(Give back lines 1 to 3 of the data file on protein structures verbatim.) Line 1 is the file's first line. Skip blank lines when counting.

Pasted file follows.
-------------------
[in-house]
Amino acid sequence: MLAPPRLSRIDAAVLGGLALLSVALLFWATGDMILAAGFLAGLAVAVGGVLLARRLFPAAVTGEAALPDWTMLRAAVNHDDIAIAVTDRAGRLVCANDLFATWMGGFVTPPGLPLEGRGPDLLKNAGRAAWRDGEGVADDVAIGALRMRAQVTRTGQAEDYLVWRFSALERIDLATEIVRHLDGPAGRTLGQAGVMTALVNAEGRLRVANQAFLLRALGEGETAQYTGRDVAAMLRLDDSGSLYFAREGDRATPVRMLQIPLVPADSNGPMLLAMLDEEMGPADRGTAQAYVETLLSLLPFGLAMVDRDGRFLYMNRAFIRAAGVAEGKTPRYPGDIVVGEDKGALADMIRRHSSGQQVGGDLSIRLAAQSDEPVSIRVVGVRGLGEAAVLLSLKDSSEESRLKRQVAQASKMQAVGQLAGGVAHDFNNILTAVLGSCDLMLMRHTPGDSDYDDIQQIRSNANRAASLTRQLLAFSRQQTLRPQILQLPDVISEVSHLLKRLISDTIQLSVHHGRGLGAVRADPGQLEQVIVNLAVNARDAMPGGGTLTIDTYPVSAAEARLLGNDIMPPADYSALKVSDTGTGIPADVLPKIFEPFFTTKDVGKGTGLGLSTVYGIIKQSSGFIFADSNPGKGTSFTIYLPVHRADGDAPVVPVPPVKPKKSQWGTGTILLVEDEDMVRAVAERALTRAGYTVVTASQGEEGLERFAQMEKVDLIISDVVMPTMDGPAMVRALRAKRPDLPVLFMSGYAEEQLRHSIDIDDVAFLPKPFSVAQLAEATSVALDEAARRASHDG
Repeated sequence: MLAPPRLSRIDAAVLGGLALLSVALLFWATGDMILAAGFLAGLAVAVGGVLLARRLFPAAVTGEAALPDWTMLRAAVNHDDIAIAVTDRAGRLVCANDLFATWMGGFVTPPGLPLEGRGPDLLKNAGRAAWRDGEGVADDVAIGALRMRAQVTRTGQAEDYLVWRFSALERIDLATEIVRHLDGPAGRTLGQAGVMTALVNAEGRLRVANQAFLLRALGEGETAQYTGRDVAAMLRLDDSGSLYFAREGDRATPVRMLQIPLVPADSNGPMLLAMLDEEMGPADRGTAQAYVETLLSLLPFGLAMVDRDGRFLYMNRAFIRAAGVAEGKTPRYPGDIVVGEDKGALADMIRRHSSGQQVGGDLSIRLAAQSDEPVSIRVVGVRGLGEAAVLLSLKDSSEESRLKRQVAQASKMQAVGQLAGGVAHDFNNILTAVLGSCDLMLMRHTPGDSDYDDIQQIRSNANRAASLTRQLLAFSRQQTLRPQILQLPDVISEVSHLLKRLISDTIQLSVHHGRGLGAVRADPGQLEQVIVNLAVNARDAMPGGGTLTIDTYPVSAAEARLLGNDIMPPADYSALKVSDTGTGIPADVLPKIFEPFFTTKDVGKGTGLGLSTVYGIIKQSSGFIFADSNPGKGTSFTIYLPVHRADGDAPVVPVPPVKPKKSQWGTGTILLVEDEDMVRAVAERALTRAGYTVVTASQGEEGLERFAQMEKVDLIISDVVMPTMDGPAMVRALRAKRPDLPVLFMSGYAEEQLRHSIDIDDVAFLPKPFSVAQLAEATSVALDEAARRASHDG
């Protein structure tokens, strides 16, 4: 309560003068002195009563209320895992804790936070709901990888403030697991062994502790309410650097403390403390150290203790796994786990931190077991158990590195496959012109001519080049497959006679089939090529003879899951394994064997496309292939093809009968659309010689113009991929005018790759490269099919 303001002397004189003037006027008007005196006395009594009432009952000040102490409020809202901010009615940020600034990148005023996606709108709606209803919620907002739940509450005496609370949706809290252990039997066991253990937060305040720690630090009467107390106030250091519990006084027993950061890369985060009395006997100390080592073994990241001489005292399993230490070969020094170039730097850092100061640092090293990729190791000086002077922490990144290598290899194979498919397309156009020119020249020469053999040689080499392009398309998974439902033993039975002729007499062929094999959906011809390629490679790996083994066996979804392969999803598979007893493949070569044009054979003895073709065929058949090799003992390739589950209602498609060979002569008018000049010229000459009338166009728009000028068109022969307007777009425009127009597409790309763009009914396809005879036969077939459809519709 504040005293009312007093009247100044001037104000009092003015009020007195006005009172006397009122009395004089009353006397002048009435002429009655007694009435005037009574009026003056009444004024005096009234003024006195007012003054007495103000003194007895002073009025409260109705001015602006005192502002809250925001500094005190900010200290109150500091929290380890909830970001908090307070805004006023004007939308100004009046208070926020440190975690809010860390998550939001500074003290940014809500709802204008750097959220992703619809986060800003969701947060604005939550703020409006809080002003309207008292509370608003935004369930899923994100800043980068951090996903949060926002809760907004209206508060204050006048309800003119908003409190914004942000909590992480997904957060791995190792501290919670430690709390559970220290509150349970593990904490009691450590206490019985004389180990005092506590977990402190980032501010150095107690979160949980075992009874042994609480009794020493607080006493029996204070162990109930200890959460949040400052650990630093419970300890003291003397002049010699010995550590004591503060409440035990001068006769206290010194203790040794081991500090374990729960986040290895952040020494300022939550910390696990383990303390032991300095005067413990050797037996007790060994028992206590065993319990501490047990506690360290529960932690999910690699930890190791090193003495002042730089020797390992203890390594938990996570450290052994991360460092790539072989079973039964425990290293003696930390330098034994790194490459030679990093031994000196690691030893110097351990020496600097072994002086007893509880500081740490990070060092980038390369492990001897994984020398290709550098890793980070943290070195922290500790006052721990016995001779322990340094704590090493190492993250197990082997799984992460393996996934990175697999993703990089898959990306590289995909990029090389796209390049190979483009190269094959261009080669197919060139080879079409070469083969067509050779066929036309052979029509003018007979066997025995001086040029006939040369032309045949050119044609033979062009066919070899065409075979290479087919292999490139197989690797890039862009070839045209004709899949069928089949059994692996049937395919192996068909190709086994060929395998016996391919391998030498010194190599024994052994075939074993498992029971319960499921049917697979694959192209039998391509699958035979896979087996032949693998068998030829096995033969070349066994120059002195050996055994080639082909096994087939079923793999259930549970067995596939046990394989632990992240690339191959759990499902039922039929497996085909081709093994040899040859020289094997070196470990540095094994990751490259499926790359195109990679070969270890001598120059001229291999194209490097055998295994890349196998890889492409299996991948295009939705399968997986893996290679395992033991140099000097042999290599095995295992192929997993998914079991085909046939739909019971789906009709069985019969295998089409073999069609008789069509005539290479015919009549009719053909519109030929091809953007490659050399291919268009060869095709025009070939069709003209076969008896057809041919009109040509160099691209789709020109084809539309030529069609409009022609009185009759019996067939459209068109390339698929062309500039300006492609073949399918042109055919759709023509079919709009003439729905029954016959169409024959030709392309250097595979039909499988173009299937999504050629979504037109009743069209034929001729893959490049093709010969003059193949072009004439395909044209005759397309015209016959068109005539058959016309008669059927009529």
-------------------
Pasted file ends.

[in-house]
Amino acid sequence: MLAPPRLSRIDAAVLGGLALLSVALLFWATGDMILAAGFLAGLAVAVGGVLLARRLFPAAVTGEAALPDWTMLRAAVNHDDIAIAVTDRAGRLVCANDLFATWMGGFVTPPGLPLEGRGPDLLKNAGRAAWRDGEGVADDVAIGALRMRAQVTRTGQAEDYLVWRFSALERIDLATEIVRHLDGPAGRTLGQAGVMTALVNAEGRLRVANQAFLLRALGEGETAQYTGRDVAAMLRLDDSGSLYFAREGDRATPVRMLQIPLVPADSNGPMLLAMLDEEMGPADRGTAQAYVETLLSLLPFGLAMVDRDGRFLYMNRAFIRAAGVAEGKTPRYPGDIVVGEDKGALADMIRRHSSGQQVGGDLSIRLAAQSDEPVSIRVVGVRGLGEAAVLLSLKDSSEESRLKRQVAQASKMQAVGQLAGGVAHDFNNILTAVLGSCDLMLMRHTPGDSDYDDIQQIRSNANRAASLTRQLLAFSRQQTLRPQILQLPDVISEVSHLLKRLISDTIQLSVHHGRGLGAVRADPGQLEQVIVNLAVNARDAMPGGGTLTIDTYPVSAAEARLLGNDIMPPADYSALKVSDTGTGIPADVLPKIFEPFFTTKDVGKGTGLGLSTVYGIIKQSSGFIFADSNPGKGTSFTIYLPVHRADGDAPVVPVPPVKPKKSQWGTGTILLVEDEDMVRAVAERALTRAGYTVVTASQGEEGLERFAQMEKVDLIISDVVMPTMDGPAMVRALRAKRPDLPVLFMSGYAEEQLRHSIDIDDVAFLPKPFSVAQLAEATSVALDEAARRASHDG
Repeated sequence: MLAPPRLSRIDAAVLGGLALLSVALLFWATGDMILAAGFLAGLAVAVGGVLLARRLFPAAVTGEAALPDWTMLRAAVNHDDIAIAVTDRAGRLVCANDLFATWMGGFVTPPGLPLEGRGPDLLKNAGRAAWRDGEGVADDVAIGALRMRAQVTRTGQAEDYLVWRFSALERIDLATEIVRHLDGPAGRTLGQAGVMTALVNAEGRLRVANQAFLLRALGEGETAQYTGRDVAAMLRLDDSGSLYFAREGDRATPVRMLQIPLVPADSNGPMLLAMLDEEMGPADRGTAQAYVETLLSLLPFGLAMVDRDGRFLYMNRAFIRAAGVAEGKTPRYPGDIVVGEDKGALADMIRRHSSGQQVGGDLSIRLAAQSDEPVSIRVVGVRGLGEAAVLLSLKDSSEESRLKRQVAQASKMQAVGQLAGGVAHDFNNILTAVLGSCDLMLMRHTPGDSDYDDIQQIRSNANRAASLTRQLLAFSRQQTLRPQILQLPDVISEVSHLLKRLISDTIQLSVHHGRGLGAVRADPGQLEQVIVNLAVNARDAMPGGGTLTIDTYPVSAAEARLLGNDIMPPADYSALKVSDTGTGIPADVLPKIFEPFFTTKDVGKGTGLGLSTVYGIIKQSSGFIFADSNPGKGTSFTIYLPVHRADGDAPVVPVPPVKPKKSQWGTGTILLVEDEDMVRAVAERALTRAGYTVVTASQGEEGLERFAQMEKVDLIISDVVMPTMDGPAMVRALRAKRPDLPVLFMSGYAEEQLRHSIDIDDVAFLPKPFSVAQLAEATSVALDEAARRASHDG